Adj_jac_apply

#1

I keep talking about it in meetings, but I’ve given very little info on exactly how the adj_jac_apply thing @Bob_Carpenter and I have been working on.

I’m gonna start a thread to pull the covers off on that one a bit and start showing it off. There’s various people I want to brainwash to start using it. Some people know I want to brainwash them (@yizhang and @Daniel_Simpson), and some people do not (@drezap), but I’ll keep @ ing people as this develops and gets fancier.

It’s still sitting as a pull: https://github.com/stan-dev/math/pull/964 , so it isn’t totally ready to use yet, but here is an example of using it to re-implement solving Ax = b: https://gist.github.com/bbbales2/523db7848df48117dd39788815dfe1a2

What makes adj_jac_apply different from the other ways of implementing autodiff:

  1. You don’t need to compute the Jacobian of your operator, just a vector^T Jacobian product (which if your Jacobian is sparse can be faster than doing the full Jacobian)
  2. Each adj_jac_apply will only create one vari on the chaining autodiff stack, no matter how many vars your function outputs
  3. This automatically handles input types that are mixes of vars and double types

There’s lots more docs inline: https://github.com/stan-dev/math/blob/a196caf6bd627950327b03737ea29f123989936a/stan/math/rev/mat/fun/adj_jac_apply.hpp#L368

The major limitation of adj_jac_apply is if you want to save variables between the forward pass (operator()) and the reverse pass (chain), you gotta do that using the autodiff memory arena. This means you gotta manage the raw memory of your Eigen types (this is shown in the solve example above).

It also only works with reverse mode. No fvars or higher order autodiff.

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Gaussian process roadmap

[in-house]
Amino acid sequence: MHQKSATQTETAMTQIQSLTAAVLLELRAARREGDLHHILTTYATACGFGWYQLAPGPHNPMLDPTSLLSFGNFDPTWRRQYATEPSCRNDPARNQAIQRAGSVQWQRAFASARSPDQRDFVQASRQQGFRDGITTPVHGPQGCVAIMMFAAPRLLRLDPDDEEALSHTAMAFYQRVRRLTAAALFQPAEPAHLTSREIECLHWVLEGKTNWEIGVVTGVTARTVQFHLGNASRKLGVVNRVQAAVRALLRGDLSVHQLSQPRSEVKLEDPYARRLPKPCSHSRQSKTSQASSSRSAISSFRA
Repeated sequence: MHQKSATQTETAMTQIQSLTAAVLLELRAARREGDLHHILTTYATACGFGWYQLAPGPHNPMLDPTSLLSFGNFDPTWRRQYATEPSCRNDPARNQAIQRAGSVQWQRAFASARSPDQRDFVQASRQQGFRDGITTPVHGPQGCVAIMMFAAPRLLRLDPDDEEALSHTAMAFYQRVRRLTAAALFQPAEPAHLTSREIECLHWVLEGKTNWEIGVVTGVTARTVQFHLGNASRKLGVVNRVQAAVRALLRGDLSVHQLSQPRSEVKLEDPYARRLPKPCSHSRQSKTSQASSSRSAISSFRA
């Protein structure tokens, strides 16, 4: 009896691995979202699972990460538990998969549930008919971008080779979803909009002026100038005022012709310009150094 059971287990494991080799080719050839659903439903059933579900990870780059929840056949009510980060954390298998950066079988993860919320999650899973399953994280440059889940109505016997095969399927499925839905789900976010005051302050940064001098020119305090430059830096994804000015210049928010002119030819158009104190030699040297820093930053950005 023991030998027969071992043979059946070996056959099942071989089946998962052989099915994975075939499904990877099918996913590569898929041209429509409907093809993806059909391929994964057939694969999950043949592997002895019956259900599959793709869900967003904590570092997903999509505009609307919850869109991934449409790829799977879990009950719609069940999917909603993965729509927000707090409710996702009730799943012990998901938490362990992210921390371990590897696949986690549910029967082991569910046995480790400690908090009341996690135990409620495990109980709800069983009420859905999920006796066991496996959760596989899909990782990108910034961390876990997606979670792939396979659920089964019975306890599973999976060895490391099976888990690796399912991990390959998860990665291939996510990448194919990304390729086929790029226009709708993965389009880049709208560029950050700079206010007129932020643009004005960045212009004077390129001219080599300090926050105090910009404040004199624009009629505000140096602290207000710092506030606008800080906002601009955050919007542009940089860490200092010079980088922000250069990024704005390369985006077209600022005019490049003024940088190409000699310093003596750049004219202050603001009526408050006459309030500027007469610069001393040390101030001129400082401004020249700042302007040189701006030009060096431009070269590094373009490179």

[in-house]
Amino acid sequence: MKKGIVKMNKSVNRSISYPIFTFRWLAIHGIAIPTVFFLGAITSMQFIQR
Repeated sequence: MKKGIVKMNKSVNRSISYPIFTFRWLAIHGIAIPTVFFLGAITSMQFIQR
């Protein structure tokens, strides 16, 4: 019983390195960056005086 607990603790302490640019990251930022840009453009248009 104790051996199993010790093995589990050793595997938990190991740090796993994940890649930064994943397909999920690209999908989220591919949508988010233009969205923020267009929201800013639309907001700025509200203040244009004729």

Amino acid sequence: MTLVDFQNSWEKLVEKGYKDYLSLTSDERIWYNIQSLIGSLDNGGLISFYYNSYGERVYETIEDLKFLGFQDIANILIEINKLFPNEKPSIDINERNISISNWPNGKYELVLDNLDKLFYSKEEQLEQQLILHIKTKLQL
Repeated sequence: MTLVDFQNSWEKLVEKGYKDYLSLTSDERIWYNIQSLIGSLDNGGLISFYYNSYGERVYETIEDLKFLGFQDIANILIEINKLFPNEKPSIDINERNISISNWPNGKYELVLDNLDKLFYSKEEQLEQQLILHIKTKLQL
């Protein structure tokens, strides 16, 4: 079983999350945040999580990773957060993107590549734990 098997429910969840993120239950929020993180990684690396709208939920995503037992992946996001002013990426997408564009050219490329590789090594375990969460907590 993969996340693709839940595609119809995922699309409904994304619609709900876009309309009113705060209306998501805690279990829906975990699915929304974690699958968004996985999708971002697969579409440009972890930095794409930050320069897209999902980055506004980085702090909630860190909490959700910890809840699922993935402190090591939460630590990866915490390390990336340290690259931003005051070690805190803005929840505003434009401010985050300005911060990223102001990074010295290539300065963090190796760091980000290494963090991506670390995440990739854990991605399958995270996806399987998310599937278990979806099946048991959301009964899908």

Adding gradients - operands and partials vs. fwd/rev
#2

Would it make sense to switch over stuff which outputs a lot of things and anyway only work in the rev mode to this approach (once all the types are supported)?

For example, the ode integrators output per output time-point and per state of the ODE a var. So whenever we have lot’s of output, then the AD tree will grow a lot. If I get you right, then we can avoid this with a single var when we use this approach. Currently the ODE outputs are nested arrays; not sure if this facility will deal with this at some point.

The same thing holds for map_rect, for example. Not sure how much performance this buys us, but for large models it may be worth it.

Having coded up myself poisson_lpmf with this, I think that this is super cool, but we probably need to make facilities available to take from users away the burden to mess with low-level pointers and memory allocation themselves. As a start having some examples will be important.

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#3

Huge! Possibly made what I was doing a lot easier. Going to drop what I was doing and give this tests on some kernels… I can get back may be tomorrow on what I find

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#4

I’ve been a bit sloppy with how I’m saying it. If there are N outputs, there are still N vars and N varis, but only one of those varis gets put on the autodiff stack and has its chain method called. It’s an implementation detail that can have a big impact.

Yeah it’s totally possible. I’ll keep the nested arrays in mind when I work on the outputs

Yeah, I agree. I’ve been thinking I’ll code up at least some simple container objects for the Eigen types. I’ll put something out soon on that. People coding with this always have to stay conscious of how the arena memory works, but we can make it more convenient at least.